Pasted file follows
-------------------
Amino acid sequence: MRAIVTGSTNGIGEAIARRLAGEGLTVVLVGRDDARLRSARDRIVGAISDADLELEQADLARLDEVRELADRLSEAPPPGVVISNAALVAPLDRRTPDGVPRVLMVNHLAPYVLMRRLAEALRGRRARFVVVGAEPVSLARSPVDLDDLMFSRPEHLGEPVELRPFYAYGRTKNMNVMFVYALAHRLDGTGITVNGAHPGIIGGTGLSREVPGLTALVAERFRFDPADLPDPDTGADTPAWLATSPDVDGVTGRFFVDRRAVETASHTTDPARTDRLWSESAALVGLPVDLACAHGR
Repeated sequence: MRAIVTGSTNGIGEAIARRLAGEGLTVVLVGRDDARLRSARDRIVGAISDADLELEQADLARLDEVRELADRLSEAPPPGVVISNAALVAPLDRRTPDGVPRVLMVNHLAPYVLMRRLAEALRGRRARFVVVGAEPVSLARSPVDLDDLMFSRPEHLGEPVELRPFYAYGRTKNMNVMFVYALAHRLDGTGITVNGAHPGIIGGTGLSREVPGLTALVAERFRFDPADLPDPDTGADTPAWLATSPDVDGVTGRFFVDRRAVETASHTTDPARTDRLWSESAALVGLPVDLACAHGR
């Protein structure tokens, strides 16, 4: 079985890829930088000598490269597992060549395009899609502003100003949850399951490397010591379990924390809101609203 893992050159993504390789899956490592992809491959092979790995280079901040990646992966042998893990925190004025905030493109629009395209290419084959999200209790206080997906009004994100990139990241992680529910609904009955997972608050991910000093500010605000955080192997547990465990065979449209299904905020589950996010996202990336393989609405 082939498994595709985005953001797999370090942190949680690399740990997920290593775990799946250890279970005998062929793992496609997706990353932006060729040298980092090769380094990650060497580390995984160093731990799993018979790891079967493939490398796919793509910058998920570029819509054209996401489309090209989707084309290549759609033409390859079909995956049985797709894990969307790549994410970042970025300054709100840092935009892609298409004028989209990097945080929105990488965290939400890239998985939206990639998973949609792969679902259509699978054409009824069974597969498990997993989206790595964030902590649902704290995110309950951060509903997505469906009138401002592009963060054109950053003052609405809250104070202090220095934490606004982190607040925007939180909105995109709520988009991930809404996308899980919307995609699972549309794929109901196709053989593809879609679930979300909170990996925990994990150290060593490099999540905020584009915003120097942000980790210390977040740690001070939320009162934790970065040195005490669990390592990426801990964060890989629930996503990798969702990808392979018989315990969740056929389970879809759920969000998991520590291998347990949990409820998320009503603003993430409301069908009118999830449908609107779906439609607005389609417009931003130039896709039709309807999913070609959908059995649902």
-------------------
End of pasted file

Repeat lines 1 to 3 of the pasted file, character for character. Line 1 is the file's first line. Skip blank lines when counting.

Amino acid sequence: MRAIVTGSTNGIGEAIARRLAGEGLTVVLVGRDDARLRSARDRIVGAISDADLELEQADLARLDEVRELADRLSEAPPPGVVISNAALVAPLDRRTPDGVPRVLMVNHLAPYVLMRRLAEALRGRRARFVVVGAEPVSLARSPVDLDDLMFSRPEHLGEPVELRPFYAYGRTKNMNVMFVYALAHRLDGTGITVNGAHPGIIGGTGLSREVPGLTALVAERFRFDPADLPDPDTGADTPAWLATSPDVDGVTGRFFVDRRAVETASHTTDPARTDRLWSESAALVGLPVDLACAHGR
Repeated sequence: MRAIVTGSTNGIGEAIARRLAGEGLTVVLVGRDDARLRSARDRIVGAISDADLELEQADLARLDEVRELADRLSEAPPPGVVISNAALVAPLDRRTPDGVPRVLMVNHLAPYVLMRRLAEALRGRRARFVVVGAEPVSLARSPVDLDDLMFSRPEHLGEPVELRPFYAYGRTKNMNVMFVYALAHRLDGTGITVNGAHPGIIGGTGLSREVPGLTALVAERFRFDPADLPDPDTGADTPAWLATSPDVDGVTGRFFVDRRAVETASHTTDPARTDRLWSESAALVGLPVDLACAHGR
């Protein structure tokens, strides 16, 4: 079985890829930088000598490269597992060549395009899609502003100003949850399951490397010591379990924390809101609203 893992050159993504390789899956490592992809491959092979790995280079901040990646992966042998893990925190004025905030493109629009395209290419084959999200209790206080997906009004994100990139990241992680529910609904009955997972608050991910000093500010605000955080192997547990465990065979449209299904905020589950996010996202990336393989609405 082939498994595709985005953001797999370090942190949680690399740990997920290593775990799946250890279970005998062929793992496609997706990353932006060729040298980092090769380094990650060497580390995984160093731990799993018979790891079967493939490398796919793509910058998920570029819509054209996401489309090209989707084309290549759609033409390859079909995956049985797709894990969307790549994410970042970025300054709100840092935009892609298409004028989209990097945080929105990488965290939400890239998985939206990639998973949609792969679902259509699978054409009824069974597969498990997993989206790595964030902590649902704290995110309950951060509903997505469906009138401002592009963060054109950053003052609405809250104070202090220095934490606004982190607040925007939180909105995109709520988009991930809404996308899980919307995609699972549309794929109901196709053989593809879609679930979300909170990996925990994990150290060593490099999540905020584009915003120097942000980790210390977040740690001070939320009162934790970065040195005490669990390592990426801990964060890989629930996503990798969702990808392979018989315990969740056929389970879809759920969000998991520590291998347990949990409820998320009503603003993430409301069908009118999830449908609107779906439609607005389609417009931003130039896709039709309807999913070609959908059995649902």